Tony D'Astolfo: Good stuff. All right. I'd be remiss not to talk to two such experienced travel professionals. What action... And so this is kind of a general question for the people that are watching. What actions, preps, changes... What should we be thinking about in a post-pandemic world? Michelle let's start with you and then we'll go to you Jenn.
Michelle Grant: Sure. I think, the world is opening up faster than we're ready for, many of us. I'm talking specifically maybe about the suppliers and I believe, patience and understanding and kindness are going to go a long way in the short term as the world opens up and everyone starts traveling again. I think higher airfares, higher fare fees all around. I believe that is something that we have to budget for and expect. And I believe there's still going to be an issue with staffing up hotels, flights, airports, like all of that. So I just think we need to be prepared for that. And I don't want to say lower expectations because I certainly don't want anyone to lower expectations, but I think just understanding that the world isn't quite ready for the floodgate to open and we just need to be patient.
Tony D'Astolfo: Yeah, I read this morning that one of the airlines who will remain nameless was doing a $10,000 bonus to get ground staff signed up because there's a shortage of staff. And I said “Okay, that's more than I made my whole first year!" But to your point, I think you're absolutely right. We see that, that even though you might be staying in a hotel that's full service, it might not be full service. The bar might be closed. The certain elements of what we're coming back to. Thanks for sharing that Michelle. Jenn, how about you?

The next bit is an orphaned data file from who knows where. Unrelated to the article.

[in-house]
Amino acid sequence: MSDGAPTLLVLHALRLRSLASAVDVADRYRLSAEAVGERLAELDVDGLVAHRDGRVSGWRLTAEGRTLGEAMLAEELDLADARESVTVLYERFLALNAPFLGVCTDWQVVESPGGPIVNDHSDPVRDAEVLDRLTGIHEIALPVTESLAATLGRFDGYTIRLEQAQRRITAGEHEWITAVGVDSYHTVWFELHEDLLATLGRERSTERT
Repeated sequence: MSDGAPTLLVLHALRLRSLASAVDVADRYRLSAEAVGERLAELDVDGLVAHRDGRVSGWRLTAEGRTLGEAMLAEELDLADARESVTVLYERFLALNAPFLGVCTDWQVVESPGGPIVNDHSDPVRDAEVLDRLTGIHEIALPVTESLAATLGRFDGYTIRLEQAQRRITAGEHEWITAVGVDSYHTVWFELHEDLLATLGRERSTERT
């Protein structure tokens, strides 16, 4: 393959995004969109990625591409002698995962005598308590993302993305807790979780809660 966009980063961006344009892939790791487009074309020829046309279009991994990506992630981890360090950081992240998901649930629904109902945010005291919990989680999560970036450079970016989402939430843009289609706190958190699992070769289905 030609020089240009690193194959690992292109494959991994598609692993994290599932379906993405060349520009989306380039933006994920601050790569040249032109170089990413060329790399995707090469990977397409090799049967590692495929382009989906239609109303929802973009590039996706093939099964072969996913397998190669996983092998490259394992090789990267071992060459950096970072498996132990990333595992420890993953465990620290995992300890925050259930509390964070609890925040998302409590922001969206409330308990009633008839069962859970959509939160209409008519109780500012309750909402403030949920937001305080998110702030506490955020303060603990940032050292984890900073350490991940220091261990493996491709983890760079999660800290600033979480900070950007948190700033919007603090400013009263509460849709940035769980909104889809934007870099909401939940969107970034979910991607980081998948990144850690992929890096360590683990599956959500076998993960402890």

Jennifer Steinke: So I think as we look at our own travel patterns within our organizations, we're going to see that change slightly. Now that we're in a much more remote workforce, we have a new traveler that we need to start thinking about planning for. And that's the person that used to be sitting at headquarters and would collaborate with their peers in a conference room and now things are geographically spread out over potentially the world. And when they want to collaborate now they have to travel. And so we need to take that type of new traveler into consideration. I think just how they are going to travel, how can we be more thoughtful in the way we travel. We're just not going to be hopping on planes as much as we used to.